The Language of Yoga

The Language of Yoga: Savasana

what is savanna

Whether it’s your first or thousandth yoga class, and regardless of your proficiency, your interest level, or whether you even believe that yoga “works” for you, savasana is one pose that will get to you. And not just because it’s relaxing. The word itself comes “from the Sanskrit word ‘sava’ meaning ‘corpse’ and ‘asana’ meaning ‘conscious position or seat,’” says Judith Hanson Lasater, PhD, PT. But the derivation of the word – at least the corpse part – is a little ironic, since savasana is not at all about checking out. It’s actually about letting go of your thoughts for the opposite reason: To get back in touch with your consciousness, without the interference of your distracting (or worse, for many of us, destructive) thoughts.

The principle of savasana is simple. As Lasater says, “to practice Savasana is to choose to lie down on the mat and to be become an introvert for 20 minutes, appearing dead to the outside world.” The beauty of the pose is that attention can be completely focused inward, instead of outward, on your body or those around you. There’s obvious value in the more active postures, but savasana is all about the mind. In the pose, says Lasater, “the eyes are closed, we are not moving, we have an internal focus that is not disrupted by what we see or by stretching or by someone talking or by talking ourselves. So it is so much easier to see that thoughts are arising and that there is something behind them: the Watcher. This is also called awareness or consciousness.”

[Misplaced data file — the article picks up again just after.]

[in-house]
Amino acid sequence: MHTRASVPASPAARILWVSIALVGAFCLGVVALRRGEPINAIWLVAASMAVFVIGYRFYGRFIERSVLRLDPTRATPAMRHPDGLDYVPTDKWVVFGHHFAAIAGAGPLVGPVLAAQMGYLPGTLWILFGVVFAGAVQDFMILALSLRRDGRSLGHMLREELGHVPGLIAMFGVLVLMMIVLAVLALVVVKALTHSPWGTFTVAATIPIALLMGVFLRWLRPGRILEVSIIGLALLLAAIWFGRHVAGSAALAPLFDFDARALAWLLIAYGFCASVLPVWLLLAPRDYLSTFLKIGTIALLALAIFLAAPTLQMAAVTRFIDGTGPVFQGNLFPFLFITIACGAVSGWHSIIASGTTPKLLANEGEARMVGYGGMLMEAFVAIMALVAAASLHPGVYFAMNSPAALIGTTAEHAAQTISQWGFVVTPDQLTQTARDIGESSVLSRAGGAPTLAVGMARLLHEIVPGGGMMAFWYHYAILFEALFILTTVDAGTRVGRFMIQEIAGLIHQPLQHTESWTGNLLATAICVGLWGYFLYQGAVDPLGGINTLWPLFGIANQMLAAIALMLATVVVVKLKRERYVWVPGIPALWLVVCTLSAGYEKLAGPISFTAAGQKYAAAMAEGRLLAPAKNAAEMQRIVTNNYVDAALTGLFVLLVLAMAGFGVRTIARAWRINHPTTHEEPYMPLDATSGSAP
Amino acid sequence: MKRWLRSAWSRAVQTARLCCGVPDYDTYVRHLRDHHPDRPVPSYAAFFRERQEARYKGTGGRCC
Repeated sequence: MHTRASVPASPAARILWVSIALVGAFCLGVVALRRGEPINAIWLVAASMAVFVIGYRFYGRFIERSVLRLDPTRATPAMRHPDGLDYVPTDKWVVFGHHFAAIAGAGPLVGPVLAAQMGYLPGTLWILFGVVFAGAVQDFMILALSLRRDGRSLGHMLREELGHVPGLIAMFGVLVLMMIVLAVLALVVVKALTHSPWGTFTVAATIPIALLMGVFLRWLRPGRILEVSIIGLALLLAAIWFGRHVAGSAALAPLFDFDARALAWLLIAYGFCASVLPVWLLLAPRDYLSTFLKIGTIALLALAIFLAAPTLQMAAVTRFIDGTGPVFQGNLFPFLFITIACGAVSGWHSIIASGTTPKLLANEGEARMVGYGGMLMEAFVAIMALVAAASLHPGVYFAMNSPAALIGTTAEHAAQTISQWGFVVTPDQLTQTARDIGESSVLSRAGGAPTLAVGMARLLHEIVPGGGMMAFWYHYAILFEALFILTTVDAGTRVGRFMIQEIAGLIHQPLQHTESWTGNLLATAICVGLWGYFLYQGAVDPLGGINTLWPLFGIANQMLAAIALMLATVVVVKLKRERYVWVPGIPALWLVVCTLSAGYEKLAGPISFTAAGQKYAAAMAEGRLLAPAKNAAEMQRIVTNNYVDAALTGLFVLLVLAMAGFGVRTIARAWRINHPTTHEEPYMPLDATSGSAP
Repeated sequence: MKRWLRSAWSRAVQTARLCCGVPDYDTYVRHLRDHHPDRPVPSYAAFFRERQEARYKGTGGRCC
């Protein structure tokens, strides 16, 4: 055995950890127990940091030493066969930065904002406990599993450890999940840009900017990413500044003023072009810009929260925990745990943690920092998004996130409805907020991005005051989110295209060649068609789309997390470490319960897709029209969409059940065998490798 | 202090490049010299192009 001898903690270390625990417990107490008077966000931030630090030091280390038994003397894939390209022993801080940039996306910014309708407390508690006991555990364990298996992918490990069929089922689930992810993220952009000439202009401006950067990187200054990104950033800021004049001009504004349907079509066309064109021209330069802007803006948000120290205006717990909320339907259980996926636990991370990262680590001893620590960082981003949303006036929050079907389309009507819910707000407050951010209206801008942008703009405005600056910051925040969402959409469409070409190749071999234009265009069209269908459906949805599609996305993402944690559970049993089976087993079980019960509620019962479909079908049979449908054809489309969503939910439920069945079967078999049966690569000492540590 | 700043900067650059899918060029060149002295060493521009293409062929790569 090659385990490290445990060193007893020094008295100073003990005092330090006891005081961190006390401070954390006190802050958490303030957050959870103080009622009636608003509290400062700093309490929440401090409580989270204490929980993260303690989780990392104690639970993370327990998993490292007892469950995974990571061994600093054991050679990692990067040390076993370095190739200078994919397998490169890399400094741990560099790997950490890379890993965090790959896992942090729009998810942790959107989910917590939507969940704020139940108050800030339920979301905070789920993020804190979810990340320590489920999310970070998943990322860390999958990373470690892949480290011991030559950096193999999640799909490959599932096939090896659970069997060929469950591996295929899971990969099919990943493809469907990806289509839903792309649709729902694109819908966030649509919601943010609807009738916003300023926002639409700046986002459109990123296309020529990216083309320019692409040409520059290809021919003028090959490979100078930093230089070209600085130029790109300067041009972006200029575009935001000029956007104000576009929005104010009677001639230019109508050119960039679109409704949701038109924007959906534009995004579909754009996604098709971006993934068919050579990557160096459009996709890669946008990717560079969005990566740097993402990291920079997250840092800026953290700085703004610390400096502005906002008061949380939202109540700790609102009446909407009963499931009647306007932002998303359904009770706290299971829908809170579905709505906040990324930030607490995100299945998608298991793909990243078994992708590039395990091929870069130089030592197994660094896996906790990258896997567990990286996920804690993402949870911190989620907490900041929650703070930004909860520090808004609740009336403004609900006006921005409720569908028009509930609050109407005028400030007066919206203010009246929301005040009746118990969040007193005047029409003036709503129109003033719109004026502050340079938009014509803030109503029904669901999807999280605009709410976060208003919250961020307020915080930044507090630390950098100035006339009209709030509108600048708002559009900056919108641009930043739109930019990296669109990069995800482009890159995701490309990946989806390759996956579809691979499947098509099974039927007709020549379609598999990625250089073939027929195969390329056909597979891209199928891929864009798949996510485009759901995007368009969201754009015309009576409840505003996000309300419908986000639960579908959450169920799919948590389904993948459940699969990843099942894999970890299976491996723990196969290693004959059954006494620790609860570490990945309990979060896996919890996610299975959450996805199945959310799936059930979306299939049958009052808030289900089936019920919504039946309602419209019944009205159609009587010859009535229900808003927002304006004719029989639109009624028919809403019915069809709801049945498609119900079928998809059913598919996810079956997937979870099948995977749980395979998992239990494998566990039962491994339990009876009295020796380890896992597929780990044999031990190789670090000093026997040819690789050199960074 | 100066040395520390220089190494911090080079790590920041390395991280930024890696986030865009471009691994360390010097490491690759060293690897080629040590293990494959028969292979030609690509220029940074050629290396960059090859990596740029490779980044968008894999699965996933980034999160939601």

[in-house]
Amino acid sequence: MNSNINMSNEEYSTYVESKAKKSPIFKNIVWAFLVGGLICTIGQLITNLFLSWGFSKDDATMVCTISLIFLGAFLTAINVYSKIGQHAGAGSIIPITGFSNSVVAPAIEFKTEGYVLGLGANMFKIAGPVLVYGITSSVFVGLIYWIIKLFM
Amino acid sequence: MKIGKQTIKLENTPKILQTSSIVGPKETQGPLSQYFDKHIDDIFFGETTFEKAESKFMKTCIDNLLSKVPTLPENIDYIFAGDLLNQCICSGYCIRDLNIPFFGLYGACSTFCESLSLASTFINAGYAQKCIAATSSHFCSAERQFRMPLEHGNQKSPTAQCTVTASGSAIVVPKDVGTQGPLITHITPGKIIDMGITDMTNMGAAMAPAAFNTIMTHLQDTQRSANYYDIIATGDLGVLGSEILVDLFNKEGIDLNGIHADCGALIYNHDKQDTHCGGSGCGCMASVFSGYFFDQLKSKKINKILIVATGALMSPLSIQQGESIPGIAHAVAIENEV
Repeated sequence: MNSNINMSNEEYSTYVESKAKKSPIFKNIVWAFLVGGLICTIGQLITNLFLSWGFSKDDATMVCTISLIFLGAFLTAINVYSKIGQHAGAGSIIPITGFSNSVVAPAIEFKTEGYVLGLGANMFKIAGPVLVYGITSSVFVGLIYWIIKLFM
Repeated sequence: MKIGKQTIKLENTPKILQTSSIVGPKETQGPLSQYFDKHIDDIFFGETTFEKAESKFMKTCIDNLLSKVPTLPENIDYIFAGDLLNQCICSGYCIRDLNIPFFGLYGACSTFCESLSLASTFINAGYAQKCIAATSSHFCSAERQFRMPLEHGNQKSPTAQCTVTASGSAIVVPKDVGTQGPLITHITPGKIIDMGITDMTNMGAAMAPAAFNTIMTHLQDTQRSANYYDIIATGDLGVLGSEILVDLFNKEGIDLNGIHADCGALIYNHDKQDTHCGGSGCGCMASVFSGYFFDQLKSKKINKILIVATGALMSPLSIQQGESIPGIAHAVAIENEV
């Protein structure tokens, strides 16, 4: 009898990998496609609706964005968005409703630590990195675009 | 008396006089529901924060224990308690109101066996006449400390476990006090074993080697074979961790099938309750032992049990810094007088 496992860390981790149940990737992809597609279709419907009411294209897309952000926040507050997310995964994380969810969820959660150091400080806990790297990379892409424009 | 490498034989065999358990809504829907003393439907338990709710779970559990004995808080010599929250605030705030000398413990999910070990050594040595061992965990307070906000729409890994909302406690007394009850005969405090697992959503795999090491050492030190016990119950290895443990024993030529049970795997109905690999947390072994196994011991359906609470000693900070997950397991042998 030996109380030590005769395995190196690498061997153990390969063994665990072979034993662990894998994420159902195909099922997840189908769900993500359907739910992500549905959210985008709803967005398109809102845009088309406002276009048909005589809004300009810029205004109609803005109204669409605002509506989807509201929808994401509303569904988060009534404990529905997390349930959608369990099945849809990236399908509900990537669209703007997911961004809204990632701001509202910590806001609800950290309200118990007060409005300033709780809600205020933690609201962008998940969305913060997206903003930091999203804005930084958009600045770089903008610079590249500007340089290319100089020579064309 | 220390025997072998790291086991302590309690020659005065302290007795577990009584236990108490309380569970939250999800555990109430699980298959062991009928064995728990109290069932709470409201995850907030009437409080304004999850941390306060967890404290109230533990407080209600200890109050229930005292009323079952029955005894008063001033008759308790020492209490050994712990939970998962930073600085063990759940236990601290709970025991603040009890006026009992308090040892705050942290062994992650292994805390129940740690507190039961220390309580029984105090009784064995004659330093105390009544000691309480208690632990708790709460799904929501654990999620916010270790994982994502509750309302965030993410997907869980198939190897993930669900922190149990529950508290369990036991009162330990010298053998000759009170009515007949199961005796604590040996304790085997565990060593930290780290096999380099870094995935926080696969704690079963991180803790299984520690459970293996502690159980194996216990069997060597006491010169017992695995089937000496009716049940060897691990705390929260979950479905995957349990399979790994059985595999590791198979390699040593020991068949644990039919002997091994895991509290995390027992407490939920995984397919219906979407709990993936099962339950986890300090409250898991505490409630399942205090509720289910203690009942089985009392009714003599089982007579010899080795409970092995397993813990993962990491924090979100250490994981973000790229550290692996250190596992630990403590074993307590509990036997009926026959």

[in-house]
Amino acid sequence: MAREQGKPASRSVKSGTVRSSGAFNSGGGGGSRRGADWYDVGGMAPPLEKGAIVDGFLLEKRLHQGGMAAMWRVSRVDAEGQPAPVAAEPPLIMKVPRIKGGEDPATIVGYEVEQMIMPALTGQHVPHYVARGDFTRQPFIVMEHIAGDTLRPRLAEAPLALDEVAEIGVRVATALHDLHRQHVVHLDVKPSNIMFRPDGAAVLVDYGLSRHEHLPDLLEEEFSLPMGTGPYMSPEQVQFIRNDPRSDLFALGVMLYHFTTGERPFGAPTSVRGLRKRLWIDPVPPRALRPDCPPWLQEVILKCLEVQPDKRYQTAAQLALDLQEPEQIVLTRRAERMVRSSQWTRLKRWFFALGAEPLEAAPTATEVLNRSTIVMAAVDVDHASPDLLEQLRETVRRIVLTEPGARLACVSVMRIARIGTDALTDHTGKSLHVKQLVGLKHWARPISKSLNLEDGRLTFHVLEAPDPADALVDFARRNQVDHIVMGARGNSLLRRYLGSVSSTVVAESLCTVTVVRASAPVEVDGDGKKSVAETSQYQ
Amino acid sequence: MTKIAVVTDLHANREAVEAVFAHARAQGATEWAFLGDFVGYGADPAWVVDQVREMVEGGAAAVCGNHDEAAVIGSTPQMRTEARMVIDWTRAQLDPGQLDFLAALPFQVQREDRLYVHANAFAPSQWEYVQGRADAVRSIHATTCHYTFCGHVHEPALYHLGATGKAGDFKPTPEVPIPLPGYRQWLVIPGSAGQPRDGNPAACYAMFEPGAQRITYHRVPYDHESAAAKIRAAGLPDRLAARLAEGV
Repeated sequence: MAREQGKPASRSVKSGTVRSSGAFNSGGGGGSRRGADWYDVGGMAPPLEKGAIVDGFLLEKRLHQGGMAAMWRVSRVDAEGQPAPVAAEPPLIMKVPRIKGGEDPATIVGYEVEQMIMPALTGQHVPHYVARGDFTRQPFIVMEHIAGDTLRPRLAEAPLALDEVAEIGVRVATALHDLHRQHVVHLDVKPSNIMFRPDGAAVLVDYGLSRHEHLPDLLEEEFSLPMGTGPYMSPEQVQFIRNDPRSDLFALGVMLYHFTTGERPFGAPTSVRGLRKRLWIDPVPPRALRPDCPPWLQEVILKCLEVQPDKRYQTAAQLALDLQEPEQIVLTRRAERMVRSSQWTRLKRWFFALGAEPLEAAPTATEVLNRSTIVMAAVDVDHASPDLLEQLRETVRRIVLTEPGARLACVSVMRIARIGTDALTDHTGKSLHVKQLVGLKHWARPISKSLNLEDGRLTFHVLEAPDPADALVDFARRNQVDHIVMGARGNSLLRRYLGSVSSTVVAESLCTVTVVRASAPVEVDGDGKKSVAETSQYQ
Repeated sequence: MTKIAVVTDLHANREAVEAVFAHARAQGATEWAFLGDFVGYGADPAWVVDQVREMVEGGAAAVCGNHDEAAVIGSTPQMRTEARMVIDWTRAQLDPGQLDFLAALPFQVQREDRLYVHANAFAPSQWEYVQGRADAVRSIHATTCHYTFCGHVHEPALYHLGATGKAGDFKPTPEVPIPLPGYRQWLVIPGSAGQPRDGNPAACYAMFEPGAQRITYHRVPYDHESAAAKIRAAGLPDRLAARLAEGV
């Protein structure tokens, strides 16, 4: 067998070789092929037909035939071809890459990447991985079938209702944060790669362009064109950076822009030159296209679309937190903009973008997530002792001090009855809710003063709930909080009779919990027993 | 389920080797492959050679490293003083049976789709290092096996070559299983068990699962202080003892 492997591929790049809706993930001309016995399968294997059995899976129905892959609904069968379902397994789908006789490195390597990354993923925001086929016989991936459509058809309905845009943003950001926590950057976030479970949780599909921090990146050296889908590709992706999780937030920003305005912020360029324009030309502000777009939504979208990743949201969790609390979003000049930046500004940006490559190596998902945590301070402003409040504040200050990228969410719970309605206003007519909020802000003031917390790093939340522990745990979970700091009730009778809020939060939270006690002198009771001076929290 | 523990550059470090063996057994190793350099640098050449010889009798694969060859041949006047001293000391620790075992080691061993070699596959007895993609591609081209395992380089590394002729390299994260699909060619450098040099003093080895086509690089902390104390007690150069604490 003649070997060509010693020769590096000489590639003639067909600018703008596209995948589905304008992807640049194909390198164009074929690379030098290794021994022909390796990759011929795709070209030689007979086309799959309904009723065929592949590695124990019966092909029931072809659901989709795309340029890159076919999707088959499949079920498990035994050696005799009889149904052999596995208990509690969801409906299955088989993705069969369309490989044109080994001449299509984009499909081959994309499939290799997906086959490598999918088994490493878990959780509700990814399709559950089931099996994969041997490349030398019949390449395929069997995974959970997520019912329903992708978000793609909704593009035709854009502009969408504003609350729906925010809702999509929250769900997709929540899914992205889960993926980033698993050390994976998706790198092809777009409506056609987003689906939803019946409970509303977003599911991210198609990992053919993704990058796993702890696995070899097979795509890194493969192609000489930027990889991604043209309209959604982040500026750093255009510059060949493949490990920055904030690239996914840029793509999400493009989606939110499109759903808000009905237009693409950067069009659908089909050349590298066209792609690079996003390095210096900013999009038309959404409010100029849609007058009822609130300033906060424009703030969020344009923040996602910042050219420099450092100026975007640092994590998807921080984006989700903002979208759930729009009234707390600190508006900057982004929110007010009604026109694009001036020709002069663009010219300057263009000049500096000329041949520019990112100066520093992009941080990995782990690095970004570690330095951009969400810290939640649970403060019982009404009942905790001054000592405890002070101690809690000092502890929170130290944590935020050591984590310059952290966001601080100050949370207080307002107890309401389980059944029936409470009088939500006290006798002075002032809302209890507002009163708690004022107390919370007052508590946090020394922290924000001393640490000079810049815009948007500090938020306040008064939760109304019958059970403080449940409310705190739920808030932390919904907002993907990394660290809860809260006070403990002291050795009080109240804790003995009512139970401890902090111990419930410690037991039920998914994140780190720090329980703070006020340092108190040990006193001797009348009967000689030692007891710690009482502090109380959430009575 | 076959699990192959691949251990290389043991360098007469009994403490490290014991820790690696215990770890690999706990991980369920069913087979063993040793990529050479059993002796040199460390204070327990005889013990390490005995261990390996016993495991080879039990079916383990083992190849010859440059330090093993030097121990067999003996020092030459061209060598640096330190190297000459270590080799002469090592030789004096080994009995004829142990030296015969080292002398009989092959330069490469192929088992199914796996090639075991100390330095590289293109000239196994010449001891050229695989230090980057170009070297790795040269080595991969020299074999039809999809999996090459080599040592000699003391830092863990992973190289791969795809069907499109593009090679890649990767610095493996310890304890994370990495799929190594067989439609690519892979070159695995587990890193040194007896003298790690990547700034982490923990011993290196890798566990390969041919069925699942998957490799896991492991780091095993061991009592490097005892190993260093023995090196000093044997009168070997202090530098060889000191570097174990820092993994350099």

And this gets to the one of the fundamental aims of yoga (and maybe of life, but more on this in a sec): Getting to that place beyond thought. Learning to just be with ourselves and not to pay too much attention to our thoughts is one of the keys to yoga. Knowing that thoughts are just thoughts and that you don’t have to react to them – since doing so is the source of much of our pain – is a difficult reality to wrap your brain around, but very freeing when you do.

“Thoughts are never true,” Lasater continues, “they are just true for us. This is the differentiation is between consciousness and thought. Being at the mercy of believing our thoughts creates suffering. We have thoughts; they manifest from the brain, just neurotransmitters locking into receptor sites. We can use them and respect them but hold them for what they are: a thin reflection of the world.”

And savasana is just one way of stripping down all these neural firings to get to what’s underneath. In this way, savasana at its core is a meditation. “In fact” says Lasater. “I believe it teaches us the most important lesson we need in order to live a happy life. Savasana teaches us to dis-identify from our thoughts. Learning Savasana might be our first experience of learning that we are NOT our thoughts; we have them, but that is not who we are. Seeing this in Savasana is just the beginning. Meditation trains us to do it all the time.”

So if you’re using savasana to zone out or take a nap (and who hasn’t heard snoring during the pose?), try using it to actively go a little deeper. Turn your attention inward – and when thoughts do arise, just acknowledge them, and bring your attention back to where it was. Thich Nhat Hanh wrote that “Meditation is not evasion, it is a serene encounter with reality.” The same is true for savasana. Get in touch with that pure consciousness behind your thoughts, and you’re in pretty good shape. If you can do this off the mat as well, you’ll be doing really well.

Alice G. Walton, PhD is a health and science writer, and began practicing (and falling in love with) yoga last year. She is the Associate Editor at and a Contributor at Alice will be exploring yoga’s different styles, history, and philosophy, and sharing what she learns here on the YogaGlo blog. You can follow Alice on Twitter @AliceWalton and Facebook at

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